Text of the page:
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Fruitvale Station Poster

Fruitvale Station

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Why it’s worth your time:

In the wake of the murder of George Floyd, many white Americans are asking ourselves: how could this happen yet again? What can we do, and how do we go about doing it? At some level, we know the answer lies in understanding and dismantling systemic racism in America. But what exactly does that mean? After so many similar killings, so many unarmed Black men dead at the hands of police, many of us feel powerless, anguished, and tired.

But we have to remember one thing now: our Black friends are even more tired. And they are traumatized. They have been living through systemic racism on an entirely different level, day in and day out, without a break. And, to put it mildly, they may not be in the right frame of mind to think through it with you, or to educate you, or to help you deal with your grief and your guilt.

So I want to say this to my white friends: Don’t ask your Black friends to do this work for you. Now is the time to think through it for yourselves, educate yourselves. Do the reading. Streaming a film like Fruitvale Station is a good start – even if a small one — on doing at least a little bit of the work required to understand.

Fruitvale Station, released in 2013, was Ryan Coogler’s directorial feature film debut. It dramatizes the final day in the life of another Black man in America: Oscar Grant III. Grant, a Bay Area resident, was only 22 when he was fatally shot by a police officer, in Fruitvale Station, in the early morning hours of January 1, 2009.

Oscar Grant is depicted as a young man at a crossroads in his life, thinking about the kinds of things many of us think about on the last day of the year: where we’ve failed, and where the world has failed us; what we need, and where we need to do better. We see Grant with his mother and his daughter and his girlfriend; with his friends and with strangers; and we see his kindness and his faults, his humor and his humanity.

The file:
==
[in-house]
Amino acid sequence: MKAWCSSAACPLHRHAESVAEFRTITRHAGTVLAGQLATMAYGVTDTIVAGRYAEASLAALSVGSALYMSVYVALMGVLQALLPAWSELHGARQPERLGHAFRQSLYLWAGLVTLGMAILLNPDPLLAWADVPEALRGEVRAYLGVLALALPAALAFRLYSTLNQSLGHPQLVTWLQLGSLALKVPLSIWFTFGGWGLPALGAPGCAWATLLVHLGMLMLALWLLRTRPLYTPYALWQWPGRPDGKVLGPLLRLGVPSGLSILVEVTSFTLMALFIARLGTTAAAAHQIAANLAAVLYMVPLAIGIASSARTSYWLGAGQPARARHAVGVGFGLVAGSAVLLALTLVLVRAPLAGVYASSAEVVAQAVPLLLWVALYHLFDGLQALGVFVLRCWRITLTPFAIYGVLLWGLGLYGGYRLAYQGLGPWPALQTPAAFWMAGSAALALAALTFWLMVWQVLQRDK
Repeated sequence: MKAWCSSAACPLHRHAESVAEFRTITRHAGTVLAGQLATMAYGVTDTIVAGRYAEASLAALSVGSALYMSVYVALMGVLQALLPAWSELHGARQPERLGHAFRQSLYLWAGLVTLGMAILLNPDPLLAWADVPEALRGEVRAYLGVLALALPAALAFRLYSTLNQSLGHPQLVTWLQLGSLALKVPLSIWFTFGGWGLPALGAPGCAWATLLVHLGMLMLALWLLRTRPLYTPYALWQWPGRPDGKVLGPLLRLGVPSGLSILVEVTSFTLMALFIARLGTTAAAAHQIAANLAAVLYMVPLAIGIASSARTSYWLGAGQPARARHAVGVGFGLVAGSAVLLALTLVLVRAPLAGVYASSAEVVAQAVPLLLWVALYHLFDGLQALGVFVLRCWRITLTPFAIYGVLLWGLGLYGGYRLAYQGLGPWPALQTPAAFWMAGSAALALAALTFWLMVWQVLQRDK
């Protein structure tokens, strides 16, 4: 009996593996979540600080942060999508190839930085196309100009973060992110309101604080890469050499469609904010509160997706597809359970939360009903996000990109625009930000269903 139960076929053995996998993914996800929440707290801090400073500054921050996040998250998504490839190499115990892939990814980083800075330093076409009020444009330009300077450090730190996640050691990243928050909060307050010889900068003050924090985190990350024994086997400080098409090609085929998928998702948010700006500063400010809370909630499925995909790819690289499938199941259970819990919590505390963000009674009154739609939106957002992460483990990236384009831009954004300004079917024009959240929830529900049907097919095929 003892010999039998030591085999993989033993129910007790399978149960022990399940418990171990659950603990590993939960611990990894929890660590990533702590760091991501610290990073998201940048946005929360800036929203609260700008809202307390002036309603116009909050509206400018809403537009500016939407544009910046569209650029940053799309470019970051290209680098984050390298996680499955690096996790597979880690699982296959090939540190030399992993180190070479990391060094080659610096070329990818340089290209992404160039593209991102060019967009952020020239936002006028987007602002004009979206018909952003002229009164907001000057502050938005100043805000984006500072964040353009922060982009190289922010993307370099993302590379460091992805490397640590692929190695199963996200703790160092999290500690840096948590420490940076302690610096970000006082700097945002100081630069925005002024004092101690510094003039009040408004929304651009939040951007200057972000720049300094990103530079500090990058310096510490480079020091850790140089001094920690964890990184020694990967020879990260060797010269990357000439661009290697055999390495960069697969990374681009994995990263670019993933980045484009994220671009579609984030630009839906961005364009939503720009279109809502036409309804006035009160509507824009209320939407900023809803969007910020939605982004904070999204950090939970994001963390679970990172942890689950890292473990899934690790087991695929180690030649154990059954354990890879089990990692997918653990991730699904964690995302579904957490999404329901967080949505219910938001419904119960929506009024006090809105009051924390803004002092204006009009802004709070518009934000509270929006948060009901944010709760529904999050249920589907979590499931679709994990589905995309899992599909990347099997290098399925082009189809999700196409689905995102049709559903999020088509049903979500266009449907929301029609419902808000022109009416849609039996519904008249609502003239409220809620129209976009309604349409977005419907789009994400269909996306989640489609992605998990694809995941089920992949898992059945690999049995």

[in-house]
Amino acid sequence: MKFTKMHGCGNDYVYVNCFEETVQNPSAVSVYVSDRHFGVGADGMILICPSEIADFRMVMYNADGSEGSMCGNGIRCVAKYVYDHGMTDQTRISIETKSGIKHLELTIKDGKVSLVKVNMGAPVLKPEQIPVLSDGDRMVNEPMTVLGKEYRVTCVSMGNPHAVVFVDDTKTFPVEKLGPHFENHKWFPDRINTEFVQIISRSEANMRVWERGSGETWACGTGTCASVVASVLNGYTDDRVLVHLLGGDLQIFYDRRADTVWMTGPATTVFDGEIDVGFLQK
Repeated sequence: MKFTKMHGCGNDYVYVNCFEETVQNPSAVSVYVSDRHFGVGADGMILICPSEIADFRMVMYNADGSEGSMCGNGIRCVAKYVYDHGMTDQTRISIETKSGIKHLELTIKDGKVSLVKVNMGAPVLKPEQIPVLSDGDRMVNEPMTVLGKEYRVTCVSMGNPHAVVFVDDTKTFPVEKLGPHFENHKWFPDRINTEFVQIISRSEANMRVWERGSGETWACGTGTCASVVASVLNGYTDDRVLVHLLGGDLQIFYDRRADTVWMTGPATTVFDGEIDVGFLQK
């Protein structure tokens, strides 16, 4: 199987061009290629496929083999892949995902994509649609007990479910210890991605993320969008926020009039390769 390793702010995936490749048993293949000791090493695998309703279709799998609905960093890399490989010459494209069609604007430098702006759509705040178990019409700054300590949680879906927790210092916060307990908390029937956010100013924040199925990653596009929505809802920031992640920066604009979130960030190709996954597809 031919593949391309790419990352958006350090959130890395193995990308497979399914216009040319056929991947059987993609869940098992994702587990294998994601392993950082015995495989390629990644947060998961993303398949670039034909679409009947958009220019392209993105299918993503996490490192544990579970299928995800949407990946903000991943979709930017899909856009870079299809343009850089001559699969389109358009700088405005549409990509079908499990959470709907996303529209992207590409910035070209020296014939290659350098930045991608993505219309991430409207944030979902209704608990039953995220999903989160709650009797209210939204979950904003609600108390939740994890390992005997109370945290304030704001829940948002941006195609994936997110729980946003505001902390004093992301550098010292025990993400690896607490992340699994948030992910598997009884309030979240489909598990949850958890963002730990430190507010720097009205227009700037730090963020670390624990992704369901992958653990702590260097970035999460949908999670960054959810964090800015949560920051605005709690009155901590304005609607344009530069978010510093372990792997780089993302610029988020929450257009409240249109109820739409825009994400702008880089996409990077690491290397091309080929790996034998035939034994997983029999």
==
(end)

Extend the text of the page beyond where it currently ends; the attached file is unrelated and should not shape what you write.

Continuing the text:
As the film moves toward its devastating third act, we witness how the small, innocuous decisions he made that day – to help a stranger, to take his mother’s advice – lead toward an undeserved, unjust, and all-too-final consequence. Because we know how it all will end, the film feels ever heavier as we move forward. The weight becomes unbearable, and it’s difficult to keep on watching; yet we know we must not look away.

Grant was lying face down when he was shot. Fruitvale Station begins with actual footage of the homicide, recorded by a bystander on a cell phone camera. Coogler’s decision to include that footage felt, at the time the film was released, deeply unsettling, perhaps even exploitative. To recall how shocking that footage was, in 2009 and again in 2013, is, frankly, to realize how much things have changed for the worse.

Now, the decision to include the footage feels not only right, but prescient. As cell phone cameras have become more ubiquitous, there have been so many – far too many — similar videos. We recoil when we see them. We feel shock or horror or nausea, or even fatigue. We may cover our eyes; we may try to avoid sharing or watching them. But we also know that sometimes, these violent, viral videos are the only way the victims come close to a hope of justice. Grant’s death was ruled a homicide. And because it was filmed by bystanders, there was evidence. But the officer who shot him served, in the end, only eleven months for manslaughter.

And, eleven years and a few months later, on May 25, 2020, for eight minutes and forty-six seconds, a uniformed policeman pressed his knee into George Floyd’s neck, ignoring the man’s cries as he suffered and died. Floyd was unarmed, and accused of a nonviolent crime; and there is no version of events, no sane universe, where what happened to him makes any sense.

Again, a bystander recorded the incident: a teenage girl who, in an ideal world, should never have had to witness such a bleak and violent scene, let alone stand a few feet away, in fear for her own life, to record it.

And the video was shared, and shared again, until it went viral. And again, we were shaken, distraught, traumatized and grief-stricken. We recoiled in horror, and we called for the murderers to be held accountable. And maybe, this time, they will be.

But this wasn’t the first such murder; and there is, beneath the grief, a numbing, awful fear that this will not be the last. And that is why, now more than ever, we know that we cannot—we must not—look away.

The takeaway:

To begin to understand systemic racism in America, watch Fruitvale Station. Based on a true story, the film is a poignant and powerful snapshot of a life interrupted, cut brutally short without warning.

Watch it with:

Get a group of friends together. Watch and discuss, like you’d do with a book club.

Worth noting:

Oscar Grant was a breakout performance for Michael B. Jordan, who can currently be seen as death-row lawyer Bryan Stevenson in Just Mercy, which is streaming free from Warner Brothers.

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